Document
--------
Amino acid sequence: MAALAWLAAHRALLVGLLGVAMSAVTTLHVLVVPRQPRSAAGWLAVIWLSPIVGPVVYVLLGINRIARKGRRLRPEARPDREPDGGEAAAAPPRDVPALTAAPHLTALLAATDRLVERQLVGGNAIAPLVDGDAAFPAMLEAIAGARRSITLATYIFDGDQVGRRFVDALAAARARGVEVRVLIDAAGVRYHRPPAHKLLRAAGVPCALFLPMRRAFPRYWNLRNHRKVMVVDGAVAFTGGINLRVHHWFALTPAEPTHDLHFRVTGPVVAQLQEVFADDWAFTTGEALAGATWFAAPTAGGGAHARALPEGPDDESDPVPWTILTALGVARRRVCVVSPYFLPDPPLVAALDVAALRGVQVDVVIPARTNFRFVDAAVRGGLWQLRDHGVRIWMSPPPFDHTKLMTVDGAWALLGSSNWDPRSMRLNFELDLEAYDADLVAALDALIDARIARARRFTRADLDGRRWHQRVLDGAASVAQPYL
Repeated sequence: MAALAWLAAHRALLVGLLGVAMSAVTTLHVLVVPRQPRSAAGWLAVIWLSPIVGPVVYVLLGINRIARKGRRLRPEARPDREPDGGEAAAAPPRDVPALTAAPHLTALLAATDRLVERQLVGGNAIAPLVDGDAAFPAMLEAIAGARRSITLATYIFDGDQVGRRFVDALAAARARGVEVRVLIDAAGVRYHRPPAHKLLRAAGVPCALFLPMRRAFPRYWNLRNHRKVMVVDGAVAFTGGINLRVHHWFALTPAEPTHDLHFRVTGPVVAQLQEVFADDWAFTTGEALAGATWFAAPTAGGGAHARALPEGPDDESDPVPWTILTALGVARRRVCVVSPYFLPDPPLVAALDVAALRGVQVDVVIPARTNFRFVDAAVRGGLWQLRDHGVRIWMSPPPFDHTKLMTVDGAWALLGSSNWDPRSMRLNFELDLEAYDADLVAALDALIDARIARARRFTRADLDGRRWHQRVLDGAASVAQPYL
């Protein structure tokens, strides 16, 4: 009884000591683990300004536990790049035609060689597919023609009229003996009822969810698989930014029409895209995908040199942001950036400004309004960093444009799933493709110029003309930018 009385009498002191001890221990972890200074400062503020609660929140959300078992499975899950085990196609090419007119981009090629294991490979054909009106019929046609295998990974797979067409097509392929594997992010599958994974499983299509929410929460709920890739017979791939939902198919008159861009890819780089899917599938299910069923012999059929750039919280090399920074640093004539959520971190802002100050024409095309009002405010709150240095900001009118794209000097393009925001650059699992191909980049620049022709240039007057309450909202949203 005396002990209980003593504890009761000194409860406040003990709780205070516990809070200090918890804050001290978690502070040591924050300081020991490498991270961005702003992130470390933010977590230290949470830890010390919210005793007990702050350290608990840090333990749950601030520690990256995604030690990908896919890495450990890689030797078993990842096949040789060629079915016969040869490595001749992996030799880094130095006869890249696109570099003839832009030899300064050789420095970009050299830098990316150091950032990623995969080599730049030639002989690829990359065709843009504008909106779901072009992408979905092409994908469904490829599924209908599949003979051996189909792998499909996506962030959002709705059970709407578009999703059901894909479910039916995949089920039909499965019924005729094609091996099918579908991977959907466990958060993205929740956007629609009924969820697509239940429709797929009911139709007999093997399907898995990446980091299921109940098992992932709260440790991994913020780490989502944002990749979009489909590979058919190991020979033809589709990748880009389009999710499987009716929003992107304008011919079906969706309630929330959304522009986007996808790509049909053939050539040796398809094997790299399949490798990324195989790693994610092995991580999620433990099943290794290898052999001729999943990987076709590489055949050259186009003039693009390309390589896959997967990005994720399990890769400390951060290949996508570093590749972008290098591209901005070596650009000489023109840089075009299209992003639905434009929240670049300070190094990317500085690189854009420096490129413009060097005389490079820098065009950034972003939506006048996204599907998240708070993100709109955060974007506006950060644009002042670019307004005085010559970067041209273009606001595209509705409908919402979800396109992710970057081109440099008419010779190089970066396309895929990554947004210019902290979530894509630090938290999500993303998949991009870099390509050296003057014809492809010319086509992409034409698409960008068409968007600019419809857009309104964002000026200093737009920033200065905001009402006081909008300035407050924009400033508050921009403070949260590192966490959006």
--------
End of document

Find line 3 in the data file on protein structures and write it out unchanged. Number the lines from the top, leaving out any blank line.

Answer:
């Protein structure tokens, strides 16, 4: 009884000591683990300004536990790049035609060689597919023609009229003996009822969810698989930014029409895209995908040199942001950036400004309004960093444009799933493709110029003309930018 009385009498002191001890221990972890200074400062503020609660929140959300078992499975899950085990196609090419007119981009090629294991490979054909009106019929046609295998990974797979067409097509392929594997992010599958994974499983299509929410929460709920890739017979791939939902198919008159861009890819780089899917599938299910069923012999059929750039919280090399920074640093004539959520971190802002100050024409095309009002405010709150240095900001009118794209000097393009925001650059699992191909980049620049022709240039007057309450909202949203 005396002990209980003593504890009761000194409860406040003990709780205070516990809070200090918890804050001290978690502070040591924050300081020991490498991270961005702003992130470390933010977590230290949470830890010390919210005793007990702050350290608990840090333990749950601030520690990256995604030690990908896919890495450990890689030797078993990842096949040789060629079915016969040869490595001749992996030799880094130095006869890249696109570099003839832009030899300064050789420095970009050299830098990316150091950032990623995969080599730049030639002989690829990359065709843009504008909106779901072009992408979905092409994908469904490829599924209908599949003979051996189909792998499909996506962030959002709705059970709407578009999703059901894909479910039916995949089920039909499965019924005729094609091996099918579908991977959907466990958060993205929740956007629609009924969820697509239940429709797929009911139709007999093997399907898995990446980091299921109940098992992932709260440790991994913020780490989502944002990749979009489909590979058919190991020979033809589709990748880009389009999710499987009716929003992107304008011919079906969706309630929330959304522009986007996808790509049909053939050539040796398809094997790299399949490798990324195989790693994610092995991580999620433990099943290794290898052999001729999943990987076709590489055949050259186009003039693009390309390589896959997967990005994720399990890769400390951060290949996508570093590749972008290098591209901005070596650009000489023109840089075009299209992003639905434009929240670049300070190094990317500085690189854009420096490129413009060097005389490079820098065009950034972003939506006048996204599907998240708070993100709109955060974007506006950060644009002042670019307004005085010559970067041209273009606001595209509705409908919402979800396109992710970057081109440099008419010779190089970066396309895929990554947004210019902290979530894509630090938290999500993303998949991009870099390509050296003057014809492809010319086509992409034409698409960008068409968007600019419809857009309104964002000026200093737009920033200065905001009402006081909008300035407050924009400033508050921009403070949260590192966490959006």